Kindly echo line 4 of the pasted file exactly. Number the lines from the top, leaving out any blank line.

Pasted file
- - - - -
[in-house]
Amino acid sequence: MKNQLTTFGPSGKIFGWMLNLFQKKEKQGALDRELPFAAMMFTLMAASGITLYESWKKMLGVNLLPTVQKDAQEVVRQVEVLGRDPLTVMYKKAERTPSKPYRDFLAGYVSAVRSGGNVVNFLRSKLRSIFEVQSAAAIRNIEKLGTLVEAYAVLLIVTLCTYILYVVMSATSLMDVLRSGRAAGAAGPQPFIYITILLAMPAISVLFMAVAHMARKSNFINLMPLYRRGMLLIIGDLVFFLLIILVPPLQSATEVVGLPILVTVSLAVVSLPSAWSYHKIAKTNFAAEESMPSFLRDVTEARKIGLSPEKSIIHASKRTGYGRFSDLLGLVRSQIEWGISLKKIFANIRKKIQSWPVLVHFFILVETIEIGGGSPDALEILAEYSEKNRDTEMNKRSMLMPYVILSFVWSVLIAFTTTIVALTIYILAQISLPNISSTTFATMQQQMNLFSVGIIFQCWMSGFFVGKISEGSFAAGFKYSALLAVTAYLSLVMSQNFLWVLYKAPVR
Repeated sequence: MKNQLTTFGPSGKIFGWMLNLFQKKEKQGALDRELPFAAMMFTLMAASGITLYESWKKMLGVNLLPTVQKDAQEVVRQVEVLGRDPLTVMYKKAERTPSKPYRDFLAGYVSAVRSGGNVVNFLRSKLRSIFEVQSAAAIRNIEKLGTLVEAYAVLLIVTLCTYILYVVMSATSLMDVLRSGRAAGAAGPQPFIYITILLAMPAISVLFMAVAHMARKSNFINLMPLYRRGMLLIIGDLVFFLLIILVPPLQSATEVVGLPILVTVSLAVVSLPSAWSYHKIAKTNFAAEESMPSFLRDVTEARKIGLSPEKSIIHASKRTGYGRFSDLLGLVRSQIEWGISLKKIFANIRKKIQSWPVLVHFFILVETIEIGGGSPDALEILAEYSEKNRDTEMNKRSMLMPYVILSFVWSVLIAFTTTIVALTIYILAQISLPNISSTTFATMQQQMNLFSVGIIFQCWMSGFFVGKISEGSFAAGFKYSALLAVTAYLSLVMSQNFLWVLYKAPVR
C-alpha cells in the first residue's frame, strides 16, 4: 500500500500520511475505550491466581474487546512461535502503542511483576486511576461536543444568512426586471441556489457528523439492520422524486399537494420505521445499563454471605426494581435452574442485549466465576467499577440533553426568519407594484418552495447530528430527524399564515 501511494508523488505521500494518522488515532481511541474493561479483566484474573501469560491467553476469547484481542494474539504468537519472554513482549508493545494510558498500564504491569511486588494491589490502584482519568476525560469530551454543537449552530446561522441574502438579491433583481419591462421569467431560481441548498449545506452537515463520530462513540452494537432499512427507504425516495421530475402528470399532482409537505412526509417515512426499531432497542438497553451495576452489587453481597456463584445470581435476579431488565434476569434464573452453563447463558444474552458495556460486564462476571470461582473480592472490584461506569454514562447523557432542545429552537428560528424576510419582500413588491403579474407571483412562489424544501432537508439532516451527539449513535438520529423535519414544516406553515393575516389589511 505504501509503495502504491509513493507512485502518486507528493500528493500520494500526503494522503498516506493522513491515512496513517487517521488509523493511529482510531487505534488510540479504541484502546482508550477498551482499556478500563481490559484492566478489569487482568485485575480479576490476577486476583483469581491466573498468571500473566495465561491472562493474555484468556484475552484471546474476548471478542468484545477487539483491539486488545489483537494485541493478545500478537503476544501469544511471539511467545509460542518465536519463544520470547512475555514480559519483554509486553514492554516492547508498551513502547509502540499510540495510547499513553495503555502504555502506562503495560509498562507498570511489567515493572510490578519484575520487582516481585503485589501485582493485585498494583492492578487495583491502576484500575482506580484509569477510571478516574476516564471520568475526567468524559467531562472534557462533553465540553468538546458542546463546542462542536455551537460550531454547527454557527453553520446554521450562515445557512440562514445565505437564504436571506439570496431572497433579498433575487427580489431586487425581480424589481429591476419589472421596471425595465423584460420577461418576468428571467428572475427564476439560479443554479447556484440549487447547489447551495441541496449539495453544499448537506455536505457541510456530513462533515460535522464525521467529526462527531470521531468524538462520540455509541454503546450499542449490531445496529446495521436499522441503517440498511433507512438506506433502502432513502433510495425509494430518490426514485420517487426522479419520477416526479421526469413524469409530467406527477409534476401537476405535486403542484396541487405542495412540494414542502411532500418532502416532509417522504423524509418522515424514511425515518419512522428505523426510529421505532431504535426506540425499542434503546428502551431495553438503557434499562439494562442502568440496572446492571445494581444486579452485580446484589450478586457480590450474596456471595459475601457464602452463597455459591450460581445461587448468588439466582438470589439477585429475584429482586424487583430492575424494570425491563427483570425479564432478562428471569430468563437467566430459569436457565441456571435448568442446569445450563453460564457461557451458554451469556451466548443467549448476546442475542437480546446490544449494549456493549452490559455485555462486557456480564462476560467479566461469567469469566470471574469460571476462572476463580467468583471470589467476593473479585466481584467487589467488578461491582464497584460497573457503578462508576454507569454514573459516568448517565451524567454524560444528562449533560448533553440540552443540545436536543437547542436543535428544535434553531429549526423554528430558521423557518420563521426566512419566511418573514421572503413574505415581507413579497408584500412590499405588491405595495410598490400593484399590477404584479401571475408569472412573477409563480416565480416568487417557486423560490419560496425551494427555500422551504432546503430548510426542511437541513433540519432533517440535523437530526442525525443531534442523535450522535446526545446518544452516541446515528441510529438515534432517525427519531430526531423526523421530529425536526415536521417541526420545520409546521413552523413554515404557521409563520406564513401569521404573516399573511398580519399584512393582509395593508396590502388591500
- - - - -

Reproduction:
C-alpha cells in the first residue's frame, strides 16, 4: 500500500500520511475505550491466581474487546512461535502503542511483576486511576461536543444568512426586471441556489457528523439492520422524486399537494420505521445499563454471605426494581435452574442485549466465576467499577440533553426568519407594484418552495447530528430527524399564515 501511494508523488505521500494518522488515532481511541474493561479483566484474573501469560491467553476469547484481542494474539504468537519472554513482549508493545494510558498500564504491569511486588494491589490502584482519568476525560469530551454543537449552530446561522441574502438579491433583481419591462421569467431560481441548498449545506452537515463520530462513540452494537432499512427507504425516495421530475402528470399532482409537505412526509417515512426499531432497542438497553451495576452489587453481597456463584445470581435476579431488565434476569434464573452453563447463558444474552458495556460486564462476571470461582473480592472490584461506569454514562447523557432542545429552537428560528424576510419582500413588491403579474407571483412562489424544501432537508439532516451527539449513535438520529423535519414544516406553515393575516389589511 505504501509503495502504491509513493507512485502518486507528493500528493500520494500526503494522503498516506493522513491515512496513517487517521488509523493511529482510531487505534488510540479504541484502546482508550477498551482499556478500563481490559484492566478489569487482568485485575480479576490476577486476583483469581491466573498468571500473566495465561491472562493474555484468556484475552484471546474476548471478542468484545477487539483491539486488545489483537494485541493478545500478537503476544501469544511471539511467545509460542518465536519463544520470547512475555514480559519483554509486553514492554516492547508498551513502547509502540499510540495510547499513553495503555502504555502506562503495560509498562507498570511489567515493572510490578519484575520487582516481585503485589501485582493485585498494583492492578487495583491502576484500575482506580484509569477510571478516574476516564471520568475526567468524559467531562472534557462533553465540553468538546458542546463546542462542536455551537460550531454547527454557527453553520446554521450562515445557512440562514445565505437564504436571506439570496431572497433579498433575487427580489431586487425581480424589481429591476419589472421596471425595465423584460420577461418576468428571467428572475427564476439560479443554479447556484440549487447547489447551495441541496449539495453544499448537506455536505457541510456530513462533515460535522464525521467529526462527531470521531468524538462520540455509541454503546450499542449490531445496529446495521436499522441503517440498511433507512438506506433502502432513502433510495425509494430518490426514485420517487426522479419520477416526479421526469413524469409530467406527477409534476401537476405535486403542484396541487405542495412540494414542502411532500418532502416532509417522504423524509418522515424514511425515518419512522428505523426510529421505532431504535426506540425499542434503546428502551431495553438503557434499562439494562442502568440496572446492571445494581444486579452485580446484589450478586457480590450474596456471595459475601457464602452463597455459591450460581445461587448468588439466582438470589439477585429475584429482586424487583430492575424494570425491563427483570425479564432478562428471569430468563437467566430459569436457565441456571435448568442446569445450563453460564457461557451458554451469556451466548443467549448476546442475542437480546446490544449494549456493549452490559455485555462486557456480564462476560467479566461469567469469566470471574469460571476462572476463580467468583471470589467476593473479585466481584467487589467488578461491582464497584460497573457503578462508576454507569454514573459516568448517565451524567454524560444528562449533560448533553440540552443540545436536543437547542436543535428544535434553531429549526423554528430558521423557518420563521426566512419566511418573514421572503413574505415581507413579497408584500412590499405588491405595495410598490400593484399590477404584479401571475408569472412573477409563480416565480416568487417557486423560490419560496425551494427555500422551504432546503430548510426542511437541513433540519432533517440535523437530526442525525443531534442523535450522535446526545446518544452516541446515528441510529438515534432517525427519531430526531423526523421530529425536526415536521417541526420545520409546521413552523413554515404557521409563520406564513401569521404573516399573511398580519399584512393582509395593508396590502388591500